The Vice Chancellor , Prof Idowu Olayinka, thanked Osibogun for rescuing the theatre from decline and disgrace. Aside the funds spent, he lauded the ace broadcaster particularly for sacrificing time to supervise the project to completion.

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An elated Ropo Ewenla, Artistic Director of Ibadan Play House, told The Nation’s Midweek Magazine: “This is beautiful. It’s what we’ve been waiting for, for a long time, because productions staged here before now had been unable to attract the right kind of audience due to the sorry state of the theatre. You see, art has to be sexy, it must be seductive. You don’t get that in a theatre where the toilets are bad, where you get bitten by mosquito, where there are no conveniences. To get people to come watch your productions, you have to make sacrifices – get and pay cleaners to fix a lot of things that should ordinarily be taken as granted. But, now, we can even invite people from Lagos and other places to come stage their plays here.”

Among the first buildings constructed in 1955 with a grant from the Rockefeller Foundation, it became active at the take-off of the department in 1963 under the late Geoffrey Axworthy, a Briton and pioneer head. It had since either been administered or hosted performances and works of theatre legends and icons in the arts including Profs Soyinka, Osofisan, John Pepper Bekederemo Clarke of the Ozidi fame; Zulu Sofola; Ola Rotimi; Dapo Adelugba; former Artistic Director, National Troupe, Bayo Oduneye; Jimi Solanke; Tunji Oyelana, Laolu Ogunniyi and late Chief Wale Ogunyemi.  It has also produced several generations of impressive thespians including Kunle Bamtefa, Yomi Obileye, Ben Tomoloju, Jahman Anikulapo, Kunle Afolayan, Bimbo Akintola and others in Nigeria’s film industry.

Last week’s celebration of its re-launch evoked memories of the theatre’s popular days and suggested a promise of immense possibilities, with a large cast of veteran and young entertainers – actors, musicians, dancers, comedians and a crew of media technologists, putting up most thrilling performances. They included popular folk singer, Jimi Solanke; saxophonist, Anjola Aboderin; Bisi Ogunbadejo (The Guardian cartoonist); Tunde Fagbenle; Howard University- trained Gboyega Adelaja; Tunde Adegbola; who together re-enacted the entertainment scene of their time, performing evergreen works of music raves such as Que Sera, Sera (What will be, will be), Fela Anikulapo Kuti’s Palaver and Nigeria’s operatic grandmaster, Hubert Ogunde’s Awolowo Ajagunmale, Yoruba Ronu, among others.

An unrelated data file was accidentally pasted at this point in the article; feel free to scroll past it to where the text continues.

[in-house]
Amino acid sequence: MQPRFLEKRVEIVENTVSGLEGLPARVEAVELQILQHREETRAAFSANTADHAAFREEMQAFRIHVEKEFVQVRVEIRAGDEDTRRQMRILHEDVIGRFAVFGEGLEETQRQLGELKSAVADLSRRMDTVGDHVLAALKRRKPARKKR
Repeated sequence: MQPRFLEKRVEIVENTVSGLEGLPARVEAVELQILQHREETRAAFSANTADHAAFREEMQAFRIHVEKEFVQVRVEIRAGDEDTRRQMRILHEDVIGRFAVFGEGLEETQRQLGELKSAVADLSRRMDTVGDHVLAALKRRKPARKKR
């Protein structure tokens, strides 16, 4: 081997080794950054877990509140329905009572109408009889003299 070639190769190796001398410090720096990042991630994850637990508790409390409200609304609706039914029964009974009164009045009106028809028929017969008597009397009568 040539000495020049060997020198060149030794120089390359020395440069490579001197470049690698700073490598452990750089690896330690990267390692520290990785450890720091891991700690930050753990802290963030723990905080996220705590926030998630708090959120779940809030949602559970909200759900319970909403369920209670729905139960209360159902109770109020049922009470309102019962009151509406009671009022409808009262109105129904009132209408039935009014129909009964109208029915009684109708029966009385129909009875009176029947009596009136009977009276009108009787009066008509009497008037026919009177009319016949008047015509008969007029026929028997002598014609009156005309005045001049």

Solanke had an appreciative audience, comprising the Olayinka, Osofisan, Oduneye, Ogunniyi of the Wind Against My Soul fame; Chief Mrs. Adeola Osibogun, wife of the donor; members of the academic community and other dignitaries, almost bring down the with his special rendition of Baba Eni Joye from his arcane repertoire as well as Tunji Oyelana’s Eniyan Bi Aparo Lomo Araye n Fe o.

A crew of younger talents from Space Network, Osibogun’s firm, led by its General Manager and award-winning film maker, Feyisayo Ilori, showcased marvelous effects of what a blend of creative genius and modern technology savvy could achieve with digitalised video presentations, a slide show, choreography, drama, lively red carpet interviews and other side attractions that enlivened the evening even more.

The acts were interspersed with special performances by a traditional Bata dance troupe, Karaoke and a live band which intermittently dished out ‘old school’ tunes and revolutionary reggae beats of Lucky Dube and Bob Marley that hinted at Osibogun’s other signature – a passion and drive for social justice activism!

The evening was rounded off with exhortation by National Merit Award winner and Emeritus Professor of Drama, Femi Osofisan, to the management of the department to ensure sustainable maintenance and care of the theatre, the lack of which, in the past, he blamed for its decadence.

Other stakeholders including the VC and the Head of Department, Dr. Alphonso Orisemi, harped on the need for other alumni and arts patrons to assist in further upgrading of the theatre, which could do with other modern gadgetry such as automated stage curtains, backdrop among others to bring it at par with the state-of-the-art in the global industry.